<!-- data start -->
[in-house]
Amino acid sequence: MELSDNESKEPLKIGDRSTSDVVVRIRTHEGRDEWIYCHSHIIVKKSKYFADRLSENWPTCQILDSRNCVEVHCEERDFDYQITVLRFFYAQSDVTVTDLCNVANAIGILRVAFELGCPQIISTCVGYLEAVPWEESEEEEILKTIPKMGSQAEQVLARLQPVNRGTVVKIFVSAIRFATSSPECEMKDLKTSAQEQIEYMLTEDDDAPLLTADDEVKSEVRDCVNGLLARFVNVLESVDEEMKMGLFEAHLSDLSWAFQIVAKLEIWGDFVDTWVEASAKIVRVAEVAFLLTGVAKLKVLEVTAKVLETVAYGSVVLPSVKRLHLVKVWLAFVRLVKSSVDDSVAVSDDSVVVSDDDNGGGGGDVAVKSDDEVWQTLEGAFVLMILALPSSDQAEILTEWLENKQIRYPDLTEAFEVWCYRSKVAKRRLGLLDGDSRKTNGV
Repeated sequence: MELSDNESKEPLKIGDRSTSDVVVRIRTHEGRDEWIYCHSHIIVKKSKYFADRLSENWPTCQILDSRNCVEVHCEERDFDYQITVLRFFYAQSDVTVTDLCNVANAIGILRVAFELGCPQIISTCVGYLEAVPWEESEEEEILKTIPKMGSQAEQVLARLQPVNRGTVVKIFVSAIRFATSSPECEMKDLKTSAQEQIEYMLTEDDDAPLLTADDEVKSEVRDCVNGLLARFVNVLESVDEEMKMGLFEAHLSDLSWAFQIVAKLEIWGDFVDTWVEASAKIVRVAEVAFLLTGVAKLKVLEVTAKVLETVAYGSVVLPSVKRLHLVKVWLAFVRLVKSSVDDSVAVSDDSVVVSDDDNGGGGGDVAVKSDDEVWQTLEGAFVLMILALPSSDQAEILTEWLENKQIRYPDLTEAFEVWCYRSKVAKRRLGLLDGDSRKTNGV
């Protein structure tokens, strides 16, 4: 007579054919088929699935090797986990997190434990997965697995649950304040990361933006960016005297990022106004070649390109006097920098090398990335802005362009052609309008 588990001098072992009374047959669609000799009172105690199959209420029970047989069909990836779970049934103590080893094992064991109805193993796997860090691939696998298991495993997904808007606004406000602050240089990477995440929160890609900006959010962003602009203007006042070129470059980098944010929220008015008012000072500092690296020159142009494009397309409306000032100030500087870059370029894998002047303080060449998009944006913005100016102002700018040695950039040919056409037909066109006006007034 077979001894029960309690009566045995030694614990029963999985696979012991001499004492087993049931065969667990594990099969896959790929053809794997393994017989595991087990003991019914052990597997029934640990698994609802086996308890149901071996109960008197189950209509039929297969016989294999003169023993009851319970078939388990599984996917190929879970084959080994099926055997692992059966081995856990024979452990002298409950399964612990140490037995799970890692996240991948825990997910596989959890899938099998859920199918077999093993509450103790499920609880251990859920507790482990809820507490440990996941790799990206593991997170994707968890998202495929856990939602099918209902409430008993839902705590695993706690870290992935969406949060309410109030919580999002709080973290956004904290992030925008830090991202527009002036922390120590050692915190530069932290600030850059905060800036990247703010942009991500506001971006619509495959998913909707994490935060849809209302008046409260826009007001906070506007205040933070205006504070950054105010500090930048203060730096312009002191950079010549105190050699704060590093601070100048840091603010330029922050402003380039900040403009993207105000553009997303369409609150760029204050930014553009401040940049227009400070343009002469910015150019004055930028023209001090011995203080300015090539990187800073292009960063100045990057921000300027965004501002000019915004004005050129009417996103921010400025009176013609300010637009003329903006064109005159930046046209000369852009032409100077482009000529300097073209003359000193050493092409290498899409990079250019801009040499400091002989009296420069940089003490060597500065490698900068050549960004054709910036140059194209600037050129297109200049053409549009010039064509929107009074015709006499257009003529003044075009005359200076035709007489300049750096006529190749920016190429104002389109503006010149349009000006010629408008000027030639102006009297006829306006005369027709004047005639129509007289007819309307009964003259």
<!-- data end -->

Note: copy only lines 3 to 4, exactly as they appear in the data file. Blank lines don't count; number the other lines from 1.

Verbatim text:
Repeated sequence: MELSDNESKEPLKIGDRSTSDVVVRIRTHEGRDEWIYCHSHIIVKKSKYFADRLSENWPTCQILDSRNCVEVHCEERDFDYQITVLRFFYAQSDVTVTDLCNVANAIGILRVAFELGCPQIISTCVGYLEAVPWEESEEEEILKTIPKMGSQAEQVLARLQPVNRGTVVKIFVSAIRFATSSPECEMKDLKTSAQEQIEYMLTEDDDAPLLTADDEVKSEVRDCVNGLLARFVNVLESVDEEMKMGLFEAHLSDLSWAFQIVAKLEIWGDFVDTWVEASAKIVRVAEVAFLLTGVAKLKVLEVTAKVLETVAYGSVVLPSVKRLHLVKVWLAFVRLVKSSVDDSVAVSDDSVVVSDDDNGGGGGDVAVKSDDEVWQTLEGAFVLMILALPSSDQAEILTEWLENKQIRYPDLTEAFEVWCYRSKVAKRRLGLLDGDSRKTNGV
């Protein structure tokens, strides 16, 4: 007579054919088929699935090797986990997190434990997965697995649950304040990361933006960016005297990022106004070649390109006097920098090398990335802005362009052609309008 588990001098072992009374047959669609000799009172105690199959209420029970047989069909990836779970049934103590080893094992064991109805193993796997860090691939696998298991495993997904808007606004406000602050240089990477995440929160890609900006959010962003602009203007006042070129470059980098944010929220008015008012000072500092690296020159142009494009397309409306000032100030500087870059370029894998002047303080060449998009944006913005100016102002700018040695950039040919056409037909066109006006007034 077979001894029960309690009566045995030694614990029963999985696979012991001499004492087993049931065969667990594990099969896959790929053809794997393994017989595991087990003991019914052990597997029934640990698994609802086996308890149901071996109960008197189950209509039929297969016989294999003169023993009851319970078939388990599984996917190929879970084959080994099926055997692992059966081995856990024979452990002298409950399964612990140490037995799970890692996240991948825990997910596989959890899938099998859920199918077999093993509450103790499920609880251990859920507790482990809820507490440990996941790799990206593991997170994707968890998202495929856990939602099918209902409430008993839902705590695993706690870290992935969406949060309410109030919580999002709080973290956004904290992030925008830090991202527009002036922390120590050692915190530069932290600030850059905060800036990247703010942009991500506001971006619509495959998913909707994490935060849809209302008046409260826009007001906070506007205040933070205006504070950054105010500090930048203060730096312009002191950079010549105190050699704060590093601070100048840091603010330029922050402003380039900040403009993207105000553009997303369409609150760029204050930014553009401040940049227009400070343009002469910015150019004055930028023209001090011995203080300015090539990187800073292009960063100045990057921000300027965004501002000019915004004005050129009417996103921010400025009176013609300010637009003329903006064109005159930046046209000369852009032409100077482009000529300097073209003359000193050493092409290498899409990079250019801009040499400091002989009296420069940089003490060597500065490698900068050549960004054709910036140059194209600037050129297109200049053409549009010039064509929107009074015709006499257009003529003044075009005359200076035709007489300049750096006529190749920016190429104002389109503006010149349009000006010629408008000027030639102006009297006829306006005369027709004047005639129509007289007819309307009964003259």